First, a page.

“Negative forces have attacked the price, with an intention of sabotaging ZEE Entertainment’s sale process,” says Chandra
“The debt burden is purely at the promoter level, which is reflecting negatively on the companies,” wrote Chandra
NEW DELHI :
Zee and Essel Group chairman Subhash Chandra blamed unnamed “negative forces" but also admitted to making bad investments and incorrect bids after nearly $2 billion was wiped off the Zee Group stocks on Friday following media reports of a government probe into alleged post-demonetization cash transactions involving entities related to Essel Group.
Chandra, however, said in an open letter that all operating companies, especially Zee Entertainment, are “performing exceptionally well and are under no stress whatsoever".
“The debt burden is purely at the promoter level, which is reflecting negatively on the companies," he said.
In his two-page note, Chandra apologized to his bankers, non-banking financial companies and mutual funds, “since I believe that I have not lived up to their expectations, despite the best of my intentions". Chandra said he is a rare promoter who plans to sell “the jewel of his crown" to pay off the liabilities. “While the process is still ongoing, there are some forces that are not willing to see us succeed."
Chandra said he had given his best to speed up the stake sale of Zee Entertainment and had returned from London on Thursday night after a series of “positive meetings" with potential suitors. However, he held “negative forces" responsible for the fall in stock prices. “Negative forces", possibly after getting a hint of these positive meetings, attacked the share price to sabotage Zee Entertainment’s strategic sale process, he said.
Chandra’s statement came after shares of Zee Entertainment Enterprises Ltd slumped more than 26%, its biggest single-day fall since listing in 1993, to close at ₹319.35 a share. It lost nearly ₹11,000 crore in market value. Ironically, on 15 January, Zee Entertainment reported strong December quarter earnings with revenue rising 18% to ₹2,167 crore on account of a 22% year-on-year jump in advertising revenue. Net profit rose 50.6% to ₹562.80 crore. The company’s Ebitda (earnings before interest, tax, depreciation and amortization) margin was up 300 basis points to 35%, from 32% a year ago. A basis point is a hundredth of a percentage point.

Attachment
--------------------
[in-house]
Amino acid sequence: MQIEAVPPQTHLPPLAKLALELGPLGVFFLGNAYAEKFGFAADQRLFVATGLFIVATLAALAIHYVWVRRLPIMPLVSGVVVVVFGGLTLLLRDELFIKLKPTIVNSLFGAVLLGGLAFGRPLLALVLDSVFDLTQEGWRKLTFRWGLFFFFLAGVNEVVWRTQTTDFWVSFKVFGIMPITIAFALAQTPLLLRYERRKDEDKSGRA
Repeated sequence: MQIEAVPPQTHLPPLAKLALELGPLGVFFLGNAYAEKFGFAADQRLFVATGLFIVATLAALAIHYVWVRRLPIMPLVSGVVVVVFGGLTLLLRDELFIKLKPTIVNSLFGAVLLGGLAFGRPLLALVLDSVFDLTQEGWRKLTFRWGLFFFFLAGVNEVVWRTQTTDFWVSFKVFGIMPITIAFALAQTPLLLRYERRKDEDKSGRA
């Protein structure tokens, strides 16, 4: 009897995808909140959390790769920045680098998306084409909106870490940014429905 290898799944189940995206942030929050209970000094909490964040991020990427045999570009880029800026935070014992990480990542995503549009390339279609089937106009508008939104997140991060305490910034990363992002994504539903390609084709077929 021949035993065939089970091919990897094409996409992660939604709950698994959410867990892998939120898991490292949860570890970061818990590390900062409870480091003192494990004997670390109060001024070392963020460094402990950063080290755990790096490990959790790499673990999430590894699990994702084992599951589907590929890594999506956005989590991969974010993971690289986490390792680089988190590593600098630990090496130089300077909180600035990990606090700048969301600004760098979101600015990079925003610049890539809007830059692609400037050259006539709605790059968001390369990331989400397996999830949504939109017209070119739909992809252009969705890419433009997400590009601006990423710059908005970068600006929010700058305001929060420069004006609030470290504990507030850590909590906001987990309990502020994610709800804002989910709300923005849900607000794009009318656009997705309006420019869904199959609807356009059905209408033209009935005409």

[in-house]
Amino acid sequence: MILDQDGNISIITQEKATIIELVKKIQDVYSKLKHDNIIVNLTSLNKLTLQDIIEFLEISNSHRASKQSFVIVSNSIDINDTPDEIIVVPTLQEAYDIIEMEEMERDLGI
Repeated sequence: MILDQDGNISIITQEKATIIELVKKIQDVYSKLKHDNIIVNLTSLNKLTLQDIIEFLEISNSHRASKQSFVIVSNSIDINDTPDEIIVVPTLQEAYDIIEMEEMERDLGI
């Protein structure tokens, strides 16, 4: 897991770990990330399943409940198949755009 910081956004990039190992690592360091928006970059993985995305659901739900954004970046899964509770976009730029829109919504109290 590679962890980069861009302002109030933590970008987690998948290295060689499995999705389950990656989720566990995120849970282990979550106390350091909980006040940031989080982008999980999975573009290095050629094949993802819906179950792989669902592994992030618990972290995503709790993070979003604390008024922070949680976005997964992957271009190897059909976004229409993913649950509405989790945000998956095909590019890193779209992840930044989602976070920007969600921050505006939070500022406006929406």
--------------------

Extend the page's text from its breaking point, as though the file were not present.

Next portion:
Other Zee group companies also came in for selling pressure. Zee Learn ended at ₹27.55 on the Bombay Stock Exchange, down 18.5%, erasing ₹200 crore of market value. Zee Media Corporation Ltd fell 9% to ₹22.10 while its market capitalization fell by ₹1,000 crore. Essel Propack Ltd dropped 16% to ₹98.10 and eroded nearly ₹600 crore of market capitalization. Dish TV India Ltd sank 33% to ₹22.60, erasing nearly ₹2,000 crore from its market value.
A media analyst, who declined to be named, said that after the controversy and the fall in stock prices, Zee Entertainment Enterprises Ltd (ZEEL) may face issues with international buyers interested in the company. “Foreign buyers like to keep away from controversies and Zee may find that its pool of potential buyers had shrunk, affecting the prospects for ZEEL."
According to news website The Wire, the Serious Fraud Investigation Office or SFIO is probing Nityank Infrapower, formerly Dreamline Manpower Solutions, for allegedly making ₹3,000 crore in deposits soon after the November 2016 decision by the Narendra Modi government to ban high-value currency notes.
Jawahar Goel, chairman of Dish TV India Ltd, clarified to ET Now television channel that the Essel Group has nothing to do with the investigative agency’s probe into alleged deposit of funds. The group has given details of funds deposited by distributors into its accounts to the income-tax department, Goel said.
“The company is unaware of the news item referred in your letter or its source or factual correctness of the information contained therein (Essel Group probe)," Zee Entertainment clarified to exchanges.
Bloomberg contributed this story.
What went wrong for Zee, in Subhash Chandra’s words
In an open letter, Zee and Essel Group chairman Subhash Chandra listed six things that have gone wrong. Excerpts from the letter:
1 ESSEL INFRA: As most of the infra companies, even we have made some incorrect bids. In usual cases, infra companies have raised their hands and have left their lenders with non-performing assets, but in our case, my obsession of not walking away from the situation, has made me to bleed ₹4,000 crore to ₹5,000 crore. Despite the loss making projects, we continued to pay the interest and the principle, by borrowing funds against our shareholdings in listed companies.
2 ACQUISITION OF D2H: My recommendation made to my brother Jawahar Goel to buy D2H from Videocon was one more key error, which cost me and Jawahar both, a fortune.
3 When our family business separation was implemented, as the eldest member of the family, I had taken the entire burden of the debts. I believe, it was my mistake to have told myself that “Subhash you can earn and repay the creditors". Most of my bets on the new businesses have not worked, which led to the increased debt, because of the added interest levels.
4 The situation at hand, became further unmanageable after the IL&FS issue, came to public light. Till then, we were managing our borrowings efficiently. The IL&FS meltdown stopped the roll overs, diminishing our ability to service our borrowings.
5 From May/June 2018 onwards a negative force was acting against our grip as promoters became strongly active. This was followed by some anonymous letters being sent to all bankers, NBFCs, mutual funds, and shareholders.
6 Whenever we have reported some really good results from the operating companies, the share prices were intentionally hammered by these negative forces, driving away the investors.